Conductors, Composers, and World Premieres

The Music Department’s final per­for­mance for the semes­ter brought the Sym­phonic Band to stage with a night of premieres.

Con­duc­tor Pamela B. Bus­tos started the night off with “Ampar­ito Roca” by Jaime Tex­i­dor.  Swift and upbeat, the whole band pre­sented great energy in this fes­tive melody.

Next was a world pre­miere called “The Cause Effect,” com­posed and con­ducted by UW-Superior’s very own Sara Broshofske.  The piece is described as “A sig­nif­i­cant con­tri­bu­tion to free speech,” and does with a gen­tle flute solo at the begin­ning.  After those grace­ful notes were played, the wood­winds con­tin­ued the melody and then all the band joined and built in volume.

Karyn Ped­er­son con­ducted “Han­del in the Strand” by Percy Grainger.  Its light, play­ful begin­ning soon screamed with energy.  The tone on this piece was groovy like a party.  The xylo­phone in the back really gave it that spark.

After a lit­tle scene change, the university’s only brass cham­ber group, The Full Brass Jack­ets (con­sist­ing of Matthew Booth, Adam Hille, Brian Lan­glee, Zach Reuben, and Alex Ver­aguth), took the stage to per­form John Sousa’s famous march, “The Wash­ing­ton Post.”  The famil­iar tune was bright, spir­ited, and per­fect for brass.  Lis­ten­ing closely, you could hear each instrument’s part in the song as their team­work led all the way to the end.  The Full Brass Jack­ets con­tin­ued with “Three High­land Minia­tures”, three “minia­ture” pieces that proved brisk and smooth.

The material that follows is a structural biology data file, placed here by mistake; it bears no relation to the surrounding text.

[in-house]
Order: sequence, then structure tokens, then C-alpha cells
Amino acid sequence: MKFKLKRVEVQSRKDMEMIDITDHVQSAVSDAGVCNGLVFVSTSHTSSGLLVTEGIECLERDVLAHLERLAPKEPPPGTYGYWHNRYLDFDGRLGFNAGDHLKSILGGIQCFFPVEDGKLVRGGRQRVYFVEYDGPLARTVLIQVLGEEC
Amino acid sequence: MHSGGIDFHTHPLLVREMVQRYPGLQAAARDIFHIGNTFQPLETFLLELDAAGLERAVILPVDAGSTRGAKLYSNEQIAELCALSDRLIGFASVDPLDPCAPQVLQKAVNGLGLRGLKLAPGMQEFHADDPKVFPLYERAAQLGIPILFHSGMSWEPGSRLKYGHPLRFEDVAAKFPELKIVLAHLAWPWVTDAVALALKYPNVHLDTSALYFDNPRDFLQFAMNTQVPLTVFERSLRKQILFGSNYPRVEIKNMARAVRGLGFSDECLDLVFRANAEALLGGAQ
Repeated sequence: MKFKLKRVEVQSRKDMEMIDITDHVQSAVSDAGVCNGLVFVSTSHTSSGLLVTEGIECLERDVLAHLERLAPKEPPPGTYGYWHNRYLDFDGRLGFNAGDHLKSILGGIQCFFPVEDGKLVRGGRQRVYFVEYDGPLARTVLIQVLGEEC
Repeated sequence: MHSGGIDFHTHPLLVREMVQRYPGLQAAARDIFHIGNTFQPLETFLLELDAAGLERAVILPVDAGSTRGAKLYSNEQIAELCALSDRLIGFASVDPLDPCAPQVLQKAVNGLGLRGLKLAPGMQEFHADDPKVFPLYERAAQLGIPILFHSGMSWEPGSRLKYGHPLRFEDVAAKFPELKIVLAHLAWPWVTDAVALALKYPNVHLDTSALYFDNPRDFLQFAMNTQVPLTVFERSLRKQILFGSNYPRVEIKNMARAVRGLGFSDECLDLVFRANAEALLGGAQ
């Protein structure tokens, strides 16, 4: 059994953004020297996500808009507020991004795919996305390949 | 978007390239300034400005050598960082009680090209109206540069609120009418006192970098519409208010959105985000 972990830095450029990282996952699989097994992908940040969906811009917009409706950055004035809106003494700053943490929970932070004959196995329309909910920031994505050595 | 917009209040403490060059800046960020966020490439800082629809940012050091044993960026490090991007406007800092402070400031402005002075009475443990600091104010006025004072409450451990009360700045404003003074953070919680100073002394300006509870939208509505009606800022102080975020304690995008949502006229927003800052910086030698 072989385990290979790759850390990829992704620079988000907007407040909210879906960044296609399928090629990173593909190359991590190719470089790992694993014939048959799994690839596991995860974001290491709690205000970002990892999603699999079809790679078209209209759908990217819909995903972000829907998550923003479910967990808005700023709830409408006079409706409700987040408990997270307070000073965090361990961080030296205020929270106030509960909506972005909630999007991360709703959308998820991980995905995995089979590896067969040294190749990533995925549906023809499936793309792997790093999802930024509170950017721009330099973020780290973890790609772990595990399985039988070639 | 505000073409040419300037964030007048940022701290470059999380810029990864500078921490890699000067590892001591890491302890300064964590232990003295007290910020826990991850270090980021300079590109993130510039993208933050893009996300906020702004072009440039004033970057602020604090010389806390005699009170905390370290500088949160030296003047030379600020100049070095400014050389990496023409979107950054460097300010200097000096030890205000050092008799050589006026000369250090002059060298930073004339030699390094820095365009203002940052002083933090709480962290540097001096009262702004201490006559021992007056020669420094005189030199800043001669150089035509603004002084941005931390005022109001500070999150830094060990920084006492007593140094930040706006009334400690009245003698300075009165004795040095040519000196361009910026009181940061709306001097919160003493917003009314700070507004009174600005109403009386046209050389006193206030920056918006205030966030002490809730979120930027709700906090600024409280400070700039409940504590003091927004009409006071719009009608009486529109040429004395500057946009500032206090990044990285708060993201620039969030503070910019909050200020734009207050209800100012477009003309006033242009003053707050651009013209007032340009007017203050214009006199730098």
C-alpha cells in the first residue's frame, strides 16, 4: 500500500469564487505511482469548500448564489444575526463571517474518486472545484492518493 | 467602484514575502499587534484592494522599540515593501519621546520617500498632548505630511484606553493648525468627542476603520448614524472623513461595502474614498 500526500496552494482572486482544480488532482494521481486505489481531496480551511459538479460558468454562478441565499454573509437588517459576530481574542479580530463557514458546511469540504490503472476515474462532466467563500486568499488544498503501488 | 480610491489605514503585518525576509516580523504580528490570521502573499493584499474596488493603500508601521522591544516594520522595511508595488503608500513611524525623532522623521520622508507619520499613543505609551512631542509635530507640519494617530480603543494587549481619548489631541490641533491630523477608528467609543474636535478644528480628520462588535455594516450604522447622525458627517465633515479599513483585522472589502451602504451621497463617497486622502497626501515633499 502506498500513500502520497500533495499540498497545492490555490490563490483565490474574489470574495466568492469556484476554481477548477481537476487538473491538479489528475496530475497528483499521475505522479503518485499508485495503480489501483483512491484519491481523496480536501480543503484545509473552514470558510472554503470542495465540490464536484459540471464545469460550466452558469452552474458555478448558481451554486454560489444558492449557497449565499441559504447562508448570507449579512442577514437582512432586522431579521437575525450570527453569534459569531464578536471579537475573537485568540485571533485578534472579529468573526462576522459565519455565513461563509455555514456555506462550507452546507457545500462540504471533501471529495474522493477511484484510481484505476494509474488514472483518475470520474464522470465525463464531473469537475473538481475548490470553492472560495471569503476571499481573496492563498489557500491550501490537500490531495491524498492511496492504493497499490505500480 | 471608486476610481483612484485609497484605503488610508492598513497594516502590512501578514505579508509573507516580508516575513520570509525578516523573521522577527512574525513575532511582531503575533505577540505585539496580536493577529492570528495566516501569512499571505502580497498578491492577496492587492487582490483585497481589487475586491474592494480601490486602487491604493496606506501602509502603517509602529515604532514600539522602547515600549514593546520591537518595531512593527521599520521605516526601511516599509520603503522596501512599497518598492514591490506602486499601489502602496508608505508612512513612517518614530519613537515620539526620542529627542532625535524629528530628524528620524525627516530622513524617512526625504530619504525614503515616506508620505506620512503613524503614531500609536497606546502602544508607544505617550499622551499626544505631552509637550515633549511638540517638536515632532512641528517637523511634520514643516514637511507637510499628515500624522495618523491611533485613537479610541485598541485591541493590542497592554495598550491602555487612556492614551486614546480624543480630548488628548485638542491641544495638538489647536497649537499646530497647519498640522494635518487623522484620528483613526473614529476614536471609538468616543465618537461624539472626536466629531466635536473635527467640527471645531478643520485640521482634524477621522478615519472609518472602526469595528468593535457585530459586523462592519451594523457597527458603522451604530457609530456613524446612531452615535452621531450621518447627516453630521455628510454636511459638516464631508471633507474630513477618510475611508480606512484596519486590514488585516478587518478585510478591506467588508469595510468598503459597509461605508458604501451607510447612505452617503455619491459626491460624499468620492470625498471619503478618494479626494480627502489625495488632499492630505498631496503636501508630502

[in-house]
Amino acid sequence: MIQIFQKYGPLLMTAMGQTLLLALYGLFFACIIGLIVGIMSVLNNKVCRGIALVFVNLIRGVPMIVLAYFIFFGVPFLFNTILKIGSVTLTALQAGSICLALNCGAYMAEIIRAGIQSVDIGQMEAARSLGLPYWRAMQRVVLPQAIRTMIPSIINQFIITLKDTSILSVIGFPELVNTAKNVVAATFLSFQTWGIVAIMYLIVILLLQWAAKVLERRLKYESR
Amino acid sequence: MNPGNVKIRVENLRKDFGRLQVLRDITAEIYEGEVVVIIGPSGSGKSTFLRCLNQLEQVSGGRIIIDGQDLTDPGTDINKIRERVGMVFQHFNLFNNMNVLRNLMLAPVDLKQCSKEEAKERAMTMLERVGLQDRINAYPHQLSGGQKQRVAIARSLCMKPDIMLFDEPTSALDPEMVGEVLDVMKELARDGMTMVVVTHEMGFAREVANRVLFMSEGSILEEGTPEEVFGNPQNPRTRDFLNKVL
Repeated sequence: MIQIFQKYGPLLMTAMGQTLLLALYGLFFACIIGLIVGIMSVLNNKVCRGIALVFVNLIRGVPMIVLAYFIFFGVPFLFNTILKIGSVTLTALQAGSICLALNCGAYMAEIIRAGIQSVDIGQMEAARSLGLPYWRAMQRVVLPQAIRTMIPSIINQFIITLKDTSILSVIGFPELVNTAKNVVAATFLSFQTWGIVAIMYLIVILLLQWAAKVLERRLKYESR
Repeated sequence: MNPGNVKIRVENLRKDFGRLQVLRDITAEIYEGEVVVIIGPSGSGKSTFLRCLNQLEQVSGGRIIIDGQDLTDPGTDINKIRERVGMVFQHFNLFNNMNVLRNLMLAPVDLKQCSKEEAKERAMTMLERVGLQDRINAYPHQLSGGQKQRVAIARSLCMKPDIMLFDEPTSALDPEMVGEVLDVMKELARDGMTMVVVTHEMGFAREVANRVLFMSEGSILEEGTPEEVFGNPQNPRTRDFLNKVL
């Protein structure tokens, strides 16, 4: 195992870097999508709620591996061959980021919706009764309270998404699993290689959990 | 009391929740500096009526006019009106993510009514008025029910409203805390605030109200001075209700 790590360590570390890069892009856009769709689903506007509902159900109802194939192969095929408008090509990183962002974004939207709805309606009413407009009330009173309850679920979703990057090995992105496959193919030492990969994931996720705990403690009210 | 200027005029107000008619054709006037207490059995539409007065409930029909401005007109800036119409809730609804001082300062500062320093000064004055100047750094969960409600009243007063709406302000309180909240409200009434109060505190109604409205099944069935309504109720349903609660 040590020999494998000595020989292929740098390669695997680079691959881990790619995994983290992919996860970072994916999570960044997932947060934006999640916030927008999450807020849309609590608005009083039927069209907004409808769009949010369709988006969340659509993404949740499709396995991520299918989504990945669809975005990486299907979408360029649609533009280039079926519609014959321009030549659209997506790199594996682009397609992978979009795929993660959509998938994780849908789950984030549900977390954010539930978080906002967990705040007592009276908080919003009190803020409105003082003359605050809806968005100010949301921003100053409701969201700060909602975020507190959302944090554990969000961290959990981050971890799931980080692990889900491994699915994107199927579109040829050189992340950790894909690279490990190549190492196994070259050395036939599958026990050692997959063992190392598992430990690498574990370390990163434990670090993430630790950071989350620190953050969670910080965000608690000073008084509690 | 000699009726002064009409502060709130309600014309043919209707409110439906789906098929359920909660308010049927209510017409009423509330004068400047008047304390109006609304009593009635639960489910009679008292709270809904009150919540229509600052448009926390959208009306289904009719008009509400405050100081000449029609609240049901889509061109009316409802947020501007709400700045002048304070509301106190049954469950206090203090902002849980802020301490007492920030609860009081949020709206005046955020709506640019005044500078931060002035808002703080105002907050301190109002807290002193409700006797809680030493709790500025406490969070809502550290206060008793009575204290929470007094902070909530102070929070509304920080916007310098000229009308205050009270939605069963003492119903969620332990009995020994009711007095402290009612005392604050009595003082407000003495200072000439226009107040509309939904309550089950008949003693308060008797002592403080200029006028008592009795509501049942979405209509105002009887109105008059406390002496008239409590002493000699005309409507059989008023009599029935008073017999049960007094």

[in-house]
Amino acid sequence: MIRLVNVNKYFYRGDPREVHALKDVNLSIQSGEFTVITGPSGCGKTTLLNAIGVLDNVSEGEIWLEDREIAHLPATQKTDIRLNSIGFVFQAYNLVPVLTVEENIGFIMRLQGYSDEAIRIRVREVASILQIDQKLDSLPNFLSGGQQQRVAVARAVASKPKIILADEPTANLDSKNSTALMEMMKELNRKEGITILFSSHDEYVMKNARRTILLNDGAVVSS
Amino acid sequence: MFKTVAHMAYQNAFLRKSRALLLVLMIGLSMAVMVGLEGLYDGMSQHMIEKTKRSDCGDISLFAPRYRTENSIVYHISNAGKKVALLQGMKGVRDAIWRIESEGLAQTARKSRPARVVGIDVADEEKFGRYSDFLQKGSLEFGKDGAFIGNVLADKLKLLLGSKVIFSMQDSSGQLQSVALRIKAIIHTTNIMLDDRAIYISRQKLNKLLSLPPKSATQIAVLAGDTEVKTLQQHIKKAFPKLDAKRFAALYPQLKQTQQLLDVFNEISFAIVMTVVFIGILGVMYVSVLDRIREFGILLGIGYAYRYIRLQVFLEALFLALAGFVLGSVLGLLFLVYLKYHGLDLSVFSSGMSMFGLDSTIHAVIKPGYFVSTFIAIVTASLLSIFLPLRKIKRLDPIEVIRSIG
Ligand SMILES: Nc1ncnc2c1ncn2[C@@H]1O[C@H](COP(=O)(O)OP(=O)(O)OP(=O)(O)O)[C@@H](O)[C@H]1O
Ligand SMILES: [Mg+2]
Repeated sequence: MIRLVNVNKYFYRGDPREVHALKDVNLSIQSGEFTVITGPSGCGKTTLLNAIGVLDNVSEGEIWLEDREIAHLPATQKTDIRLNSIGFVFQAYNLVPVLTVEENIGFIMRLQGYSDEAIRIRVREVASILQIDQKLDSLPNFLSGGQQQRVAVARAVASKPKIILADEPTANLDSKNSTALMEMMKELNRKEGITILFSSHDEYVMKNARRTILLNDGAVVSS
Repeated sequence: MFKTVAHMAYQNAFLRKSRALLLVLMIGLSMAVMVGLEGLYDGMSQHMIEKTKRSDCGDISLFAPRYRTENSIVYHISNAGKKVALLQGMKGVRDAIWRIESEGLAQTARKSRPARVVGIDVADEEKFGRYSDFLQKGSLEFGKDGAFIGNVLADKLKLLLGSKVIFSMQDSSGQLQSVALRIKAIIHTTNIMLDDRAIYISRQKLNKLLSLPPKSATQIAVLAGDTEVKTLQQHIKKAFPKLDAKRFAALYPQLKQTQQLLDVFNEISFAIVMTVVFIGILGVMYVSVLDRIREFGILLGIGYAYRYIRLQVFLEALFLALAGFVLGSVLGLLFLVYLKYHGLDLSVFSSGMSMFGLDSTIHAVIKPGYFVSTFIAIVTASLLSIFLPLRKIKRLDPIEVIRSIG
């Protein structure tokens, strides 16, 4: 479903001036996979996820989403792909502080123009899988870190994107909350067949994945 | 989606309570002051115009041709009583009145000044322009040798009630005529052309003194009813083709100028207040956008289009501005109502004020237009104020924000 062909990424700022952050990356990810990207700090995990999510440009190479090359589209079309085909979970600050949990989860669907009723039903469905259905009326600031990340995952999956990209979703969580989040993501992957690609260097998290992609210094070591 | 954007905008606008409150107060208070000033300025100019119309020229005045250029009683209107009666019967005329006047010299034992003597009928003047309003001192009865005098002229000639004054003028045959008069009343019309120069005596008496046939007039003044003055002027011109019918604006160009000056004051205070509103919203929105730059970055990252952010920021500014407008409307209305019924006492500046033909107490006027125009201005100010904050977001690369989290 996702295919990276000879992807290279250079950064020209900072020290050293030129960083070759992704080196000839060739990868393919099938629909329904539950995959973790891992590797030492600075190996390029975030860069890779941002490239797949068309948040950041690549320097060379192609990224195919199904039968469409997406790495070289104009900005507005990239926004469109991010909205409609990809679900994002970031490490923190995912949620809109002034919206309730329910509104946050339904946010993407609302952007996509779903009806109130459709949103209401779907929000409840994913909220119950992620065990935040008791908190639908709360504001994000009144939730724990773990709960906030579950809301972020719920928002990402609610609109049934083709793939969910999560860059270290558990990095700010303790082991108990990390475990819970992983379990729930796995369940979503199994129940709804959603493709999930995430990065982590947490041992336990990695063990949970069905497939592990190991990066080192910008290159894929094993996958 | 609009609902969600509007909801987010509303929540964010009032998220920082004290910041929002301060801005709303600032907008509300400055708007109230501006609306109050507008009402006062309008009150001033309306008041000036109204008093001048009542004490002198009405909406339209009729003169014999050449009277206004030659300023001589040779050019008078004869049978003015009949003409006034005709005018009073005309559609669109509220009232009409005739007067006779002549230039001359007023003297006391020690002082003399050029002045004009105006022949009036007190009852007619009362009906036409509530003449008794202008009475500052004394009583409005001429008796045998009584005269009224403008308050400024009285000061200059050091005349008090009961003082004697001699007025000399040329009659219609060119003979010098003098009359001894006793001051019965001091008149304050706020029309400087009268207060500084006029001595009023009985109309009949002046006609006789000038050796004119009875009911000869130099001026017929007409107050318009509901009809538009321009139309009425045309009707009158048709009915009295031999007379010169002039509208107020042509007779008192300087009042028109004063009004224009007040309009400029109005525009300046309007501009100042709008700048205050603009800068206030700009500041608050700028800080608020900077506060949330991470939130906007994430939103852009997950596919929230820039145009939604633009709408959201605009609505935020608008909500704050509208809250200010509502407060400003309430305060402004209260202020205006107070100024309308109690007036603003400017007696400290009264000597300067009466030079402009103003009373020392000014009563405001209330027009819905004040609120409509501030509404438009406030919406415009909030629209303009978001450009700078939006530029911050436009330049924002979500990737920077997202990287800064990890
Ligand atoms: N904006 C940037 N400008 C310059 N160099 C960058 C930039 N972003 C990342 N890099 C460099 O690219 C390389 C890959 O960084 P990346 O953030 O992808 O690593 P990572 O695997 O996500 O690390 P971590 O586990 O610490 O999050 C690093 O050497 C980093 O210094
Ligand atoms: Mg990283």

The UW-Superior Cham­ber Wind Ensem­ble pre­sented “Octett, Opus 216: Alle­gro Mod­er­ato” as though every instru­ment were breath­ing a conversation.

Merengue” by John Paul­son, CEO of Make­Mu­sic Inc., was quite trop­i­cal.  With mara­cas in the back­ground, relent­less wood­winds, strong brass, and drums beat­ing, it was as though you were watch­ing a dance in the Domini­can Republic.

The last song, “Psalm” was con­ducted by its cre­ator, John Paul­son, who walked out from the audi­ence and took up the conductor’s baton.  Begin­ning slow and light, a few solos were heard, and then the vol­ume expanded through the band like a bat­ter­ing pulse.  It rested back to a mod­er­ate tone, slowly build­ing itself up again, and just when you thought it ended, one instru­ment remained to carry the tune on a lit­tle further.

Image cour­tesy of Michael Shaw — The Stinger
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